Insgesamt liest sich die Liste der Expert*innen und Links in der Veröffentlichung des Praxiskollektivs wie direkt von Wodargs Homepage abgeschrieben. Doch auch diese Expert*innen widersprechen sich. Ein zentrales Argument Wolfgang Wodargs ist zum Beispiel, dass der PCR-Test auf Corona-Viren noch gar nicht validiert sei und viel zu viele falsch positive Ergebnisse angebe. Das würde die Infektionszahlen in die Höhe treiben. Der ebenfalls vom Praxiskollektiv zitierte Virologe Hendrik Streeck hält den derzeit verfügbaren PCR Test jedoch für den „Goldstandard“, auch wenn er Maßnahmen wie Ausgangssperren sehr kritisch gegenüber steht.

Das einzige fachliche Argument, welches die Mediziner*innen aus dem Praxiskollektiv selbst ausführen, dreht sich um die Situation in Norditalien. Das Kollektiv legt nahe, dass es sich dabei entweder um eine regionale oder gar keine Besonderheit handelt. Es listet eine Reihe von Faktoren außer dem Corona-Virus auf, welche die Situation in Norditalien hervorgebracht haben könnten. Diese Faktoren sind mal mehr, mal weniger valide: So ist es plausibel, dass der marode Zustand des italienischen Gesundheitssystems zu einer Überlastung und damit zu einer höheren Anzahl von Toten beigetragen hat. Weniger evident, aber zumindest nachvollziehbar ist die Behauptung, die regionale Luftverschmutzung sei ein entscheidender Faktor für die hohe Todesrate. Es gibt darüber aber keinerlei Studien und der „Beleg“, welchen das Kollektiv verlinkt, ist lediglich eine Karte der Luftverschmutzung in Europa. Wenig glaubwürdig scheinen jedoch die Faktoren „Massenpanik, ausgelöst durch die Berichterstattung (staatliche Institutionen, Medien)“ und „veränderte Wahrnehmung und Einordnung der Situation durch Ärzt*innen“ zu sein. Hier wird suggeriert, dass die Menschen in Norditalien quasi an Realitätsverlust leiden, während die Mediziner*innen in der Reichenberger Straße einen kühlen Kopf bewahren und die Wahrheit erkennen können. Auch verliert die Aufzählung von vermeintlichen lokalen Faktoren als Ursache für die dramatische Lage in Norditalien an Plausibilität, wenn in Spanien derzeit ebenfalls über 800 Tote durch Covid-19 gezählt werden (Stand. 29.03.2020) und auch im Großraum Paris mittlerweile Intensivbetten und Beatmungsgeräte fehlen und in China neue Krankenhäuser aus dem Boden gestampft wurden, um die vielen Erkrankten behandeln zu können.

Insgesamt ist die Darstellung der Situation in Italien widersprüchlich. Denn der selbst gesammelten Faktoren zum Trotz behauptet das Kollektiv ebenfalls, dass die Situation in Norditalien eigentlich dem Normalzustand entspeche:Ihr zentrales Argument ist, dass ein Teil der mittlerweile ca. 800 Corona-Toten pro Tag in die normale tägliche Sterblichkeit von 1.800 Toten in Italien eingerechnet werden müssten. Das Argument lautet zusammengefasst: Diese Menschen wären sowieso gestorben, sie hatten unter anderem eine Corona-Virusinfektion, aber die muss nicht ursächlich für den Tod gewesen sein. Selbstverständlich ist es nicht immer eindeutig, ob zum Beispiel ein Herzversagen durch die Covid-19 Erkrankung ausgelöst wurde. Doch zu behaupten, dass die Virolog*innen und Epidemiolog*innen von China über Südkorea bis Großbritannien und Deutschland in ihren Analysen und Modellen einfach vergessen hätten, dass in einer Gesellschaft immer Menschen sterben, klingt absolut unplausibel. Das Kollektiv stützt seine Argumentation mit einem Verweis auf die Sterblichkeitsrate in Italien, die in der Zeit der Corona-Krise nicht angestiegen sei. Mittlerweile ist das Praxisteam in dieser Hinsicht etwas zurückgerudert und gibt an, dass es  wohl doch einen Anstieg der Sterblichkeit in Italien gibt. Diesen Anstieg setzen die Autor*innen jedoch mit der Grippewelle von 2017/18 gleich. Hier werden Äpfel mit Birnen verglichen: das Kollektiv listet Faktoren für die besondere Situation in Norditalien auf und es stellt die Frage, ob es überhaupt mehr Tote in der Lombardei als in den vergangenen Jahren gibt. Dann argumentieren die Mediziner*innen aber mit der Sterblichkeitsrate für ganz Italien, in der die Toten in der Lombardei offensichtlich weniger durchschlagen.  (Randnotiz: Noch gibt das Kollektiv das mittlere Alter einer verstorbenen Person mit Corona-Virus in Italien mit 81 Jahren an. Mittlerweile ist dieser Wert auf 78 Jahre gesunken.)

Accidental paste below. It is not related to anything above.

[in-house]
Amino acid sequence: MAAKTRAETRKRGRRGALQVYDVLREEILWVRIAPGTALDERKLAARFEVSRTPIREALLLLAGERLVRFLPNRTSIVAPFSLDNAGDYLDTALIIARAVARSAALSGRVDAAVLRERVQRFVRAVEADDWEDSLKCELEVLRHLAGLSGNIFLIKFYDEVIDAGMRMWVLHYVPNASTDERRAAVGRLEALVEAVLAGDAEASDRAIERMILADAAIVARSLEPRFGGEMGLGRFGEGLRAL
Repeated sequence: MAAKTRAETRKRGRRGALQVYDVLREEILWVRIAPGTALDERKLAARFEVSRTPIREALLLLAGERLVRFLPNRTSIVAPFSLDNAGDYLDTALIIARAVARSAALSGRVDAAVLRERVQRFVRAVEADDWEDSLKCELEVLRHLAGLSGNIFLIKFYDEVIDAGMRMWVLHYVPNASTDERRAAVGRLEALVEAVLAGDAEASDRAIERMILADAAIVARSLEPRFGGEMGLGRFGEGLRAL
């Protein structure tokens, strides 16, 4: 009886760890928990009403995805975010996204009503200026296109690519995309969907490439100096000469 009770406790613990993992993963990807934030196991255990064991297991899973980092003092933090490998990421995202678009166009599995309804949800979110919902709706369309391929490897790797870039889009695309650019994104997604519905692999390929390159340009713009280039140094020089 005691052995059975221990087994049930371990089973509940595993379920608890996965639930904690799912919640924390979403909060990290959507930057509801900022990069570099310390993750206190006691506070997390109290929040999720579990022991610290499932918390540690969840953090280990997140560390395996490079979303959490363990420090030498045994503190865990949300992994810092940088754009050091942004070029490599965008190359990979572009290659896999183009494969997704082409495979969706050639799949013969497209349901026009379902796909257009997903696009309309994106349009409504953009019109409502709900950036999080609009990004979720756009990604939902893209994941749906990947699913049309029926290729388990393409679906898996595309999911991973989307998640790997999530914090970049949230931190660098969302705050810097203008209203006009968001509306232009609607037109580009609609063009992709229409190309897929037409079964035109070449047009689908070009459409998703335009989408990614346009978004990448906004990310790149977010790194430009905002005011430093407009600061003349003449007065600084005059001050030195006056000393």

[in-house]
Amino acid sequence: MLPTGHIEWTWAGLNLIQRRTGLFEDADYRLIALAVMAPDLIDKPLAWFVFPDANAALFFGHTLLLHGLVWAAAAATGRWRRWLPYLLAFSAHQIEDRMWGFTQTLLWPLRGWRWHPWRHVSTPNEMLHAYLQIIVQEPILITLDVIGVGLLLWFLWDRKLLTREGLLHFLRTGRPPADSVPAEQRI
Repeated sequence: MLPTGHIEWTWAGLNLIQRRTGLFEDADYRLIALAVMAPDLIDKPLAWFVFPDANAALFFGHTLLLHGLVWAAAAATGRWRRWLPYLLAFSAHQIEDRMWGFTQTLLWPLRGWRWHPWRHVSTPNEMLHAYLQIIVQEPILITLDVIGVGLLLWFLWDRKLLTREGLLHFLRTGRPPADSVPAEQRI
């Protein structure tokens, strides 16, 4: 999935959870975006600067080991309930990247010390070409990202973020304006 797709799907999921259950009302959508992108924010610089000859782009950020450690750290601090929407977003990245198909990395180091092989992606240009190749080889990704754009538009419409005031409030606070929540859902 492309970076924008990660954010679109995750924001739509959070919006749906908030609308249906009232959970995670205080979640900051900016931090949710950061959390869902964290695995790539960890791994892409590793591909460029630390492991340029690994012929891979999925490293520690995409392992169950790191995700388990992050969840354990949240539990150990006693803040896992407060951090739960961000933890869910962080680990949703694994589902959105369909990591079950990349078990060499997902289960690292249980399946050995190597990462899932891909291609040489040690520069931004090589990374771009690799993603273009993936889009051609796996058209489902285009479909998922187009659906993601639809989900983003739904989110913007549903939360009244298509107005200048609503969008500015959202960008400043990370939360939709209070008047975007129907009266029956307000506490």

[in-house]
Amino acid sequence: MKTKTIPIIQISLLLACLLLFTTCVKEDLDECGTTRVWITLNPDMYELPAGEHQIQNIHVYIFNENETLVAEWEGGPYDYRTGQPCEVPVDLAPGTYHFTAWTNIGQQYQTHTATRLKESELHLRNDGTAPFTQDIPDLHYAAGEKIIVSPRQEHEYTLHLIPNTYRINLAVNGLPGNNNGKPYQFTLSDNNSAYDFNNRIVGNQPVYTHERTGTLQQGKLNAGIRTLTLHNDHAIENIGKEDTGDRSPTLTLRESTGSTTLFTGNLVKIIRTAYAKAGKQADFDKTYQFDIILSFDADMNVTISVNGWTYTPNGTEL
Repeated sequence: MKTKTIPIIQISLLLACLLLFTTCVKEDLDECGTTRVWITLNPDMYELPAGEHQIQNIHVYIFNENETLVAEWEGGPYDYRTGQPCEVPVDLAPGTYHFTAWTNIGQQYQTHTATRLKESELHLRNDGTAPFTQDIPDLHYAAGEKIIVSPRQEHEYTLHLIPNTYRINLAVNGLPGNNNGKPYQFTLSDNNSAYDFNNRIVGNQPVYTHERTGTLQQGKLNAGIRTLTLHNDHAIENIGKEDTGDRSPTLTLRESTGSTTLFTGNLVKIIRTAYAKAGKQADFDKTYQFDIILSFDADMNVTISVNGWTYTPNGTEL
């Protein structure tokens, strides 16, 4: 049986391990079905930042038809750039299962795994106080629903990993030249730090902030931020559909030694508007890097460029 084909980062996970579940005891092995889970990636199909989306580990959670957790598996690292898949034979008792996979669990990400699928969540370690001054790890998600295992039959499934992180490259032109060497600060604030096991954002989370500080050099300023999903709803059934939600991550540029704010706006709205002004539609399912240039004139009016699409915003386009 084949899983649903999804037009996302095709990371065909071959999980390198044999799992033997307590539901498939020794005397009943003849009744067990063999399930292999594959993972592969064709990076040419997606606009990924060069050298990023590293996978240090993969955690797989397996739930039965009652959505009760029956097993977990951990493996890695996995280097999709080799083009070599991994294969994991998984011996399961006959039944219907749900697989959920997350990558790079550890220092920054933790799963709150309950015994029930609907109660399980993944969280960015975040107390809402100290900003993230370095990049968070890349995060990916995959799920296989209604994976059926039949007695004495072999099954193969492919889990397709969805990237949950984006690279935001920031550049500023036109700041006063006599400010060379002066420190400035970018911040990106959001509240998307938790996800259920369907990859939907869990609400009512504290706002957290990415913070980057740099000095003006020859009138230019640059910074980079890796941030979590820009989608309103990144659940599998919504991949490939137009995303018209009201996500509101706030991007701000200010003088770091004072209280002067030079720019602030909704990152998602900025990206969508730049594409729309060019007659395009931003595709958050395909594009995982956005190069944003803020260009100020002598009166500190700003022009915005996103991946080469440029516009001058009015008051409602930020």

Das Kollektiv macht in ihrem Statement ein Stück weit das, was sie anderen vorwerfen: Sie picken sich selektiv Expert*innen heraus, die ihre Position bestärken, stellen unbewiesene Vermutungen an und blenden aus, was ihnen nicht in den Kram passt. Zudem begeben sie sich in schlechte Gesellschaft: Als Linke sollte es doch mindestens stutzig machen, wenn man Expert*innen zitiert, die von Rechten hofiert werden und sich fragen, was dann mit der eigenen Meinung nicht stimme könnte. Das Praxiskollektiv hat Recht damit, wenn es betont, dass wir sehr wenig über das Virus und die Krankheit wissen. Es ist wichtig, dass wir staatliche Maßnahmen hinterfragen und Mehrheitsmeinungen in Diskursen auf ihre Stichhaltigkeit prüfen. Die wenigen Linken, die gleichzeitig Mediziner*innen sind, tragen in dieser Situation eine besondere Verantwortung. Kritik an staatlichen Maßnahmen und Strukturen darf nicht auf der Grundlage von Verharmlosungen erfolgen, und diese Verharmlosungen dürfen nicht mit Hilfe von zweifelhaften Expert*innen und fragwürdigen Argumenten legitimiert werden.

Wie es anders geht, zeigt das Bündnis „Krankenhaus statt Fabrik“. In seiner Stellungnahme zum Corona-Virus kritisiert das Bündnis Jens Spahn und das kaputtgesparte Gesundheitssystem, ganz ohne sich in halbgare Spekulationen über die eventuelle Harmlosigkeit des Virus zu verlieren.[6] Ein paar linke Mediziner*innen gibt es wohl noch.


[1] https://www.rki.de/DE/Content/InfAZ/N/Neuartiges_Coronavirus/Steckbrief….

[2] Zahlen vom 29.3.2020. Infektionszahlen nach https://coronavirus.jhu.edu/map.html